Bulls still in thick of things in atrocious East
BY SETH GRUEN Staff Reporter December 26, 2013 8:30PM
The Bulls’ Jimmy Butler drives around the Nets’ Paul Pierce on Wednesday, He scored 15 points in his return from an ankle injury. | Getty Images
Updated: January 28, 2014 6:32AM
The Bulls’ training room has started to become less crowded. Players are coming back, and the team is starting to look whole again — as much as it can without Derrick Rose.
The Bulls proved that Wednesday, when they throttled the Brooklyn Nets 95-78 with guard Kirk Hinrich (back) and swingman Jimmy Butler (ankle) making major impacts in their first game back from their injuries.
It was a positive sign for the Bulls (11-16), who are percentage points behind the Boston Celtics for eighth place in the Eastern Conference a third of the way through the season. It was the first time they had won back-to-back games since Nov. 16 and Nov. 18.
‘‘We’re tough,’’ Butler said. ‘‘We’re really hard to beat. When we’re guarding and executing and making shots — and not even if we make them, just taking the right ones — I feel like everybody knows that we can win these games.’’
Even without Rose, the Bulls can make a playoff push in the downtrodden East, provided the roster stays intact. And the victory Wednesday offered a rare time when coach Tom Thibodeau was willing to acknowledge that possibility.
And practice is how the Bulls can keep it going. Earlier in the week, when the statuses of Hinrich and Butler were uncertain, Thibodeau said what concerned him most was all the practice his injured players were missing. After the game Wednesday, he made reference to center Joakim Noah’s slow start being a result of missing most of training camp because of injury.
‘‘Teams that win big, they go hard,’’ Thibodeau said — unprompted — after the victory against the Nets. ‘‘They practice hard. They get themselves ready. They build rhythm. It’s cohesion, and it’s how you practice, too. It’s not just practice, but it’s how you practice. When you get into a game, everything is done with great intensity.’’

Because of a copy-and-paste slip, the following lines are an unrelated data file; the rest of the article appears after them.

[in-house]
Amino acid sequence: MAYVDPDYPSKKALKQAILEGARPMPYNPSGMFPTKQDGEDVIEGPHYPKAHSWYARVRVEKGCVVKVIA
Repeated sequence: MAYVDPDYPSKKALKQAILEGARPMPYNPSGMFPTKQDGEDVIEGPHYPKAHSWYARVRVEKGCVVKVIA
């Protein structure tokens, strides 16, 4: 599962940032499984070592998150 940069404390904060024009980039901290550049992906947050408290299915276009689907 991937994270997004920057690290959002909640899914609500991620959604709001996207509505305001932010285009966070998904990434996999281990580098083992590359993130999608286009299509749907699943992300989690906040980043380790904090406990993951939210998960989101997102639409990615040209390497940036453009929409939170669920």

It wasn’t something new. In fact, Thibodeau says it every day. But it sounded a little less cliché, given the circumstances the Bulls have endured this season. Four of the Bulls’ five opening-day starters, including Rose, have been injured at some point this season.
Add in Hinrich’s recent back spasms, and the Bulls haven’t had much opportunity to practice together. Those who have had individual success this season, such as forward Taj Gibson, have benefitted from being healthy. Gibson had 20 points and eight rebounds against the Nets.
‘‘Taj is playing great because of this: He worked incredibly hard all summer,’’ Thibodeau said. ‘‘He, by far, has been our best practice player. Comes early, stays late, practices hard. I’m not surprised one bit that he had a great training camp, had a great preseason and has gotten off to a terrific start. I always say this: The magic is in the work.’’
NOTE: The Bulls assigned guard Marquis Teague to the Iowa Energy of the NBA Development League.
Teague, whom the Bulls drafted 29th overall out of Kentucky in 2012, was averaging 2.4 points and 1.5 assists in 19 games this season. He was with the Bulls for their game Wednesday against the Nets, but the return of Kirk Hinrich from injury and the recent emergence of D.J. Augustin made him expendable.